Rapid Communications: Soil calcium availability limits forest songbird productivity and density

Sarah E. Pabian, Margaret C. Brittingham

Research output: Contribution to journalArticlepeer-review

18 Scopus citations


Forest soils in many areas of the world are becoming increasingly acidified, in part because of atmospheric deposition of strong acids produced by the burning of fossil fuels. Soil acidification and subsequent calcium depletion of forest soils in eastern North America have the potential to affect forest songbird populations negatively by reducing the availability of calcium-rich food items that are critical for reproduction. Nonetheless, little experimental evidence exists for the purported relationship between soil calcium and avian reproduction. Our objective was to use an experimental and observational study to determine how forest songbird-habitat quality is related to soil calcium availability. We experimentally elevated soil calcium using limestone sand and observed a 1.8-fold increase in Ovenbird (Seiurus aurocapilla) territory density, larger clutch sizes and more nests, but no effects on egg characteristics. The observational study of 14 forested sites in central Pennsylvania likewise showed positive relationships between natural soil calcium levels and Ovenbird territory density, clutch size, and nest density. Again, no relationships existed between soil calcium and eggshell characteristics. Snails are a critical calcium source for many breeding birds, and we suspect that snails are the link between soils and birds because snail abundance increased with liming and was positively correlated with soil calcium. We conclude that Ovenbird habitat quality is related to soil calcium, that birds on our sites were calcium-limited, and that reduced soil calcium could play an important role in bird declines in acidified forests.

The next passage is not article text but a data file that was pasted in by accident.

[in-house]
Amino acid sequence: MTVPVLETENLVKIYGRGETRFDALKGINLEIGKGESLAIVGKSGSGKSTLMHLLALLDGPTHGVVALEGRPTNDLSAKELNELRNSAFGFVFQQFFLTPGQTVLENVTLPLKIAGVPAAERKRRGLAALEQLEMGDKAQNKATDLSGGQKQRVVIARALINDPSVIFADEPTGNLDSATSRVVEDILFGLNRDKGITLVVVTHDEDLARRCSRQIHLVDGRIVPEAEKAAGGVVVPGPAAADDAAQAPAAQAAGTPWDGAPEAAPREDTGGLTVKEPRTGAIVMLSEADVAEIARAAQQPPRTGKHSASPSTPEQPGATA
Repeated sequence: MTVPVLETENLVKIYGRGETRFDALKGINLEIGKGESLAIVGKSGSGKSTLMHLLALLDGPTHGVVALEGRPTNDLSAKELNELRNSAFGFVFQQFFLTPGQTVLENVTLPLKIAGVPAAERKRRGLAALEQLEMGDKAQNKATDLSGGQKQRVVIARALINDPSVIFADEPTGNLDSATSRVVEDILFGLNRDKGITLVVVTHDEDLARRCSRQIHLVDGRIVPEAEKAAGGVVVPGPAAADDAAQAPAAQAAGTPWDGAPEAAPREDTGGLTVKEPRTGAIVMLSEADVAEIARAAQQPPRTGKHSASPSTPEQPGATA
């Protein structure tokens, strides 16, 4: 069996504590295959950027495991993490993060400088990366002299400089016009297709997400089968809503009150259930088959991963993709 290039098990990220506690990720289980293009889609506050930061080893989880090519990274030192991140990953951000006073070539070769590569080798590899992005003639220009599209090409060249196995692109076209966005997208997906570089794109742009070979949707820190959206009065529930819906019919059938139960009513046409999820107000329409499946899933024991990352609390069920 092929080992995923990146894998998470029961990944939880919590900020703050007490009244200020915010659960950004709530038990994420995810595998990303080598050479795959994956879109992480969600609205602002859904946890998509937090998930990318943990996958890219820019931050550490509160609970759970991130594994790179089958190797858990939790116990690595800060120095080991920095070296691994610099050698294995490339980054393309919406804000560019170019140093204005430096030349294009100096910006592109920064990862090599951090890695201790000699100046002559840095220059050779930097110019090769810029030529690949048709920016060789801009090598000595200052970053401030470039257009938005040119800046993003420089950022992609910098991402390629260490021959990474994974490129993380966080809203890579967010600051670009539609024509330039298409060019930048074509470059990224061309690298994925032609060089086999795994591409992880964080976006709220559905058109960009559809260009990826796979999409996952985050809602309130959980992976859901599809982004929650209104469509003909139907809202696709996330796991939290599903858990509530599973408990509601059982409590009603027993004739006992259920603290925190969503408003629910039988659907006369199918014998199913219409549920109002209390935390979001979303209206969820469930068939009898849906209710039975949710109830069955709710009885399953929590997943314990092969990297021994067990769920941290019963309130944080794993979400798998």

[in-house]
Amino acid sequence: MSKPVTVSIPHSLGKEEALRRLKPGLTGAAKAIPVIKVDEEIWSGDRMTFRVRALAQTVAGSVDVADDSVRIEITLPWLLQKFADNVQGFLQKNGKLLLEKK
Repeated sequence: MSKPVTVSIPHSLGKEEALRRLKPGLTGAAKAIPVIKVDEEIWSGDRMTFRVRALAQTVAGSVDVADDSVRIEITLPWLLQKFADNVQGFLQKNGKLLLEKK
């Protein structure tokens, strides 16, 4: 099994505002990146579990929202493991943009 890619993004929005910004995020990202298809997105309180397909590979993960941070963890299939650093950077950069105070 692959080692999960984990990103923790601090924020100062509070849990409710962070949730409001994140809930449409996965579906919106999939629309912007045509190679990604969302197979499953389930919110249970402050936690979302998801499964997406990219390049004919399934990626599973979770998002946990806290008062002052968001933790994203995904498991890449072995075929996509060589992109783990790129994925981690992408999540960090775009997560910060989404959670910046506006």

Original languageEnglish (US)
Pages (from-to)441-447
Number of pages7
Issue number3
StatePublished - Jul 2011

All Science Journal Classification (ASJC) codes

  • Ecology, Evolution, Behavior and Systematics
  • Animal Science and Zoology


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